The fluctuation of the gap between the square roots of the consecutive prime numbers:

$\sqrt{{p}_{n+1}}-\sqrt{{p}_{n}}$ (8)

around the mean gap:

$\frac{\sqrt{{p}_{n+1}}-\sqrt{{p}_{1}}}{n}$ (9)

is their difference:

${f}_{n}=\left(\sqrt{{p}_{n+1}}-\sqrt{{p}_{n}}\right)-\frac{\sqrt{{p}_{n+1}}-\sqrt{{p}_{1}}}{n}$ . (10)

Figure 4. The dots on the solid line segments and the dots on the dashed line segments show the values of the actual gaps and of the expected gaps, respectively, between the square roots of the consecutive prime numbers from 10,726,904,659 to 107,269,050.

The excess of the fluctuation (10) is:_{ }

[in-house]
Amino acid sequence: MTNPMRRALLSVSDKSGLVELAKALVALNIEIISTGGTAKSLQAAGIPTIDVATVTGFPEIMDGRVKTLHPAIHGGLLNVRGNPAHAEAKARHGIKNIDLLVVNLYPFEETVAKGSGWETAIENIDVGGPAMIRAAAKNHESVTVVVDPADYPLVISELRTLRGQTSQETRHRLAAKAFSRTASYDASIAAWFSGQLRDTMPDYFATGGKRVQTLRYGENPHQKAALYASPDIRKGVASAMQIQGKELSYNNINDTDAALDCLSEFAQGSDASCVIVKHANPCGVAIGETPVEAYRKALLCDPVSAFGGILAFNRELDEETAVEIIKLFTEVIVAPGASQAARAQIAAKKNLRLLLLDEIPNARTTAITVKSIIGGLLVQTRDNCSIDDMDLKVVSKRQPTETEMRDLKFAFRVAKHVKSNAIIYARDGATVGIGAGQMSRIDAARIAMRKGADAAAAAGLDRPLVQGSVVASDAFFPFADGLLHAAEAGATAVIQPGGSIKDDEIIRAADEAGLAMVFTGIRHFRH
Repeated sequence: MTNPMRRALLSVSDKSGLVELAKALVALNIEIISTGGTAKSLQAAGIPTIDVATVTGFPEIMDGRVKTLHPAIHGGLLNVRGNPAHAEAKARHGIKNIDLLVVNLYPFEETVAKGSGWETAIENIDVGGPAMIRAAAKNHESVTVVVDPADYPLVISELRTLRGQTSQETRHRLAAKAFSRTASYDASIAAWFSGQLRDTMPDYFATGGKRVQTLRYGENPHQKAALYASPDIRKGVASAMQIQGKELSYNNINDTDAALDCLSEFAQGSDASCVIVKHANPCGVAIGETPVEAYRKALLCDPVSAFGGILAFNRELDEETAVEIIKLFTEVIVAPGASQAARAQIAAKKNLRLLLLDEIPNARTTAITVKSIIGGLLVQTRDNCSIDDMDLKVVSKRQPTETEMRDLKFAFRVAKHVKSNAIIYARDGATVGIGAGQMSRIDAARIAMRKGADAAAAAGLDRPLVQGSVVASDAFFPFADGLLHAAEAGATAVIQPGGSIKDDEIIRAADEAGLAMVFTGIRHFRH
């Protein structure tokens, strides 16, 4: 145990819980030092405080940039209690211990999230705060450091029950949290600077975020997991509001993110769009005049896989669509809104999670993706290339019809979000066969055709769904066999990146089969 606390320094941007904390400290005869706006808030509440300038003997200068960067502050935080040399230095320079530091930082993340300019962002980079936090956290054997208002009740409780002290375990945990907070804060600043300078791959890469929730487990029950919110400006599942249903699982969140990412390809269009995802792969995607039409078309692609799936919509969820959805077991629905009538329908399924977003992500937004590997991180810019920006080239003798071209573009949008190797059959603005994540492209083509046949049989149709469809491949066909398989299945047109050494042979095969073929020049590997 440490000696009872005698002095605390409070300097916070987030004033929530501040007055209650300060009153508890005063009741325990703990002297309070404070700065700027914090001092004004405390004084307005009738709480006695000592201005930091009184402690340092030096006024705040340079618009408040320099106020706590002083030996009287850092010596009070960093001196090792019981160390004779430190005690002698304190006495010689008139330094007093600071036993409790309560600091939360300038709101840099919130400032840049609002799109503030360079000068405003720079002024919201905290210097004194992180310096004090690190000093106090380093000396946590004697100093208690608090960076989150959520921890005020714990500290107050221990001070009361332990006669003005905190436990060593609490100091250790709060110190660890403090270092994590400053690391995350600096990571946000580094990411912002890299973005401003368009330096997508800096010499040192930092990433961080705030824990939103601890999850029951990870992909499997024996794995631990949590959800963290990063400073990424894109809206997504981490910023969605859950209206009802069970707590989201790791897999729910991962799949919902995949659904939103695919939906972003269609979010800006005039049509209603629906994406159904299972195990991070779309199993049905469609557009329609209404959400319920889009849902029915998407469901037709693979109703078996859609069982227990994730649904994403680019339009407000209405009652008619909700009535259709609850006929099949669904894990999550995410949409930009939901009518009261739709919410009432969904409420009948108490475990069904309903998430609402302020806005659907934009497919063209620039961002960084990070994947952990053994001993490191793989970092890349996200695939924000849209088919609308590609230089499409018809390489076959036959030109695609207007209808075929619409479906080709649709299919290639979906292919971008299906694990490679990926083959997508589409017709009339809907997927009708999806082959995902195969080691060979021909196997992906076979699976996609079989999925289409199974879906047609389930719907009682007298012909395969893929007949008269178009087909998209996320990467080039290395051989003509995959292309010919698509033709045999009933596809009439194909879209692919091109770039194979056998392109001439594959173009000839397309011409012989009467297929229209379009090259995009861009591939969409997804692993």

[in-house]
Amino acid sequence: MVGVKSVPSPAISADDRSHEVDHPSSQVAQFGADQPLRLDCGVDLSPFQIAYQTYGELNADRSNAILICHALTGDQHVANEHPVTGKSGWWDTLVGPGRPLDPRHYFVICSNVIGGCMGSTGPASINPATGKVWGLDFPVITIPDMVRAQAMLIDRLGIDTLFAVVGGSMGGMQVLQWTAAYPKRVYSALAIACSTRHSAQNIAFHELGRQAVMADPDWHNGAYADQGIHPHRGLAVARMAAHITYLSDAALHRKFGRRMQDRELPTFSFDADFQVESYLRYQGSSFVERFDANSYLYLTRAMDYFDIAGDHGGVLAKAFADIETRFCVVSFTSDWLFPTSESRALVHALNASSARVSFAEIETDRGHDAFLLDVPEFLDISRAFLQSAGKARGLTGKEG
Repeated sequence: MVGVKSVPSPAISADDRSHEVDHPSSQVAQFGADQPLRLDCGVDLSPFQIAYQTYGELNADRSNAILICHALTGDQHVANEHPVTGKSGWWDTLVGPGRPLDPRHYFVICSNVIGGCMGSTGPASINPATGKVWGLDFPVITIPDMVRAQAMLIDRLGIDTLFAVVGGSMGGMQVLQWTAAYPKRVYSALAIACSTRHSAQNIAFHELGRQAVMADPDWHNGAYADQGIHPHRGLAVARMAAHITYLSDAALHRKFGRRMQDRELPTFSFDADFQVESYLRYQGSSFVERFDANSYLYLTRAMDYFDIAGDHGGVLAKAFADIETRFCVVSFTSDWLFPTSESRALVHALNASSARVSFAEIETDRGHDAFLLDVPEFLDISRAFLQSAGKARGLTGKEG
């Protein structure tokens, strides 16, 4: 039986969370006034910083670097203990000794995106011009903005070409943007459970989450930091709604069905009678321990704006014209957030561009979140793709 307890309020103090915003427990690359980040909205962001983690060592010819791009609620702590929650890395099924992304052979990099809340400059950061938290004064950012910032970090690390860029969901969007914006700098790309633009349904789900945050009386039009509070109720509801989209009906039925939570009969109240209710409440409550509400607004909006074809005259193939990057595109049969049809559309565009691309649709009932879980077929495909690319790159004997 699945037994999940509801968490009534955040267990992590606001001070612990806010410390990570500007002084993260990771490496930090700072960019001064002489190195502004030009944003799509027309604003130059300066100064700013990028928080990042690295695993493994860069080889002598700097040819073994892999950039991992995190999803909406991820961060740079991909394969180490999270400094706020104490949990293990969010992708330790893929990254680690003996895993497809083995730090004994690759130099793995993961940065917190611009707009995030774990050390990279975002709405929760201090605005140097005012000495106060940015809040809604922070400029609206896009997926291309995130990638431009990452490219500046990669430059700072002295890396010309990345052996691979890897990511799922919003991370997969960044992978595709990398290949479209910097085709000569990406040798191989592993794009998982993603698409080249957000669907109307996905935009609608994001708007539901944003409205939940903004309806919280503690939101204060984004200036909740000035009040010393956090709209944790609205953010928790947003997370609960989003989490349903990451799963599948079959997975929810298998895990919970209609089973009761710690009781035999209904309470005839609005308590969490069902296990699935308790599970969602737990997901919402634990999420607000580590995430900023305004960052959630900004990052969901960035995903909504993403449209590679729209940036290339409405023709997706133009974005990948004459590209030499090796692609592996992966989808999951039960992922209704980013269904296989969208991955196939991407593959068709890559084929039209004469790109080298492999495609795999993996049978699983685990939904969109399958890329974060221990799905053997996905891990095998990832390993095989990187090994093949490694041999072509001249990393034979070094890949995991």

${\delta}_{n}=\mathrm{max}\left\{{f}_{n},0\right\}$ .

The recess of the fluctuation (10) is:

${\epsilon}_{n}=-\mathrm{min}\left\{{f}_{n},0\right\}$ .

To give a numerical example, for the consecutive prime numbers ${p}_{167}=991$ and ${p}_{168}=997$ , the gap (8) between their squares is:

$\sqrt{{p}_{168}}-\sqrt{{p}_{167}}=31.58-31.48=\mathrm{0.10.}$

and the mean gap (9) at this stage is:

$\frac{\sqrt{{p}_{168}}-\sqrt{{p}_{1}}}{167}=\frac{31.58-1.41}{167}=0.18$ .

The corresponding fluctuation (10) is:

${f}_{167}=0.12-0.18=-0.06$ .

The excess is ${\delta}_{167}=0$ and the recess is ${\epsilon}_{167}=0.06$ .

The empirical evidence given in this section seems to justify the behavioural conjecture that the fluctuations of the gap (8) are closer and closer to the mean gap (9) when n increases.

4. A CONJECTURE EQUIVALENT TO ANDRICA’S CONJECTURE

Summarizing, let ${p}_{1}<{p}_{2}<\cdots <{p}_{n}<{p}_{n+1}<\cdots $ be the prime numbers. Intuitively, assume that in a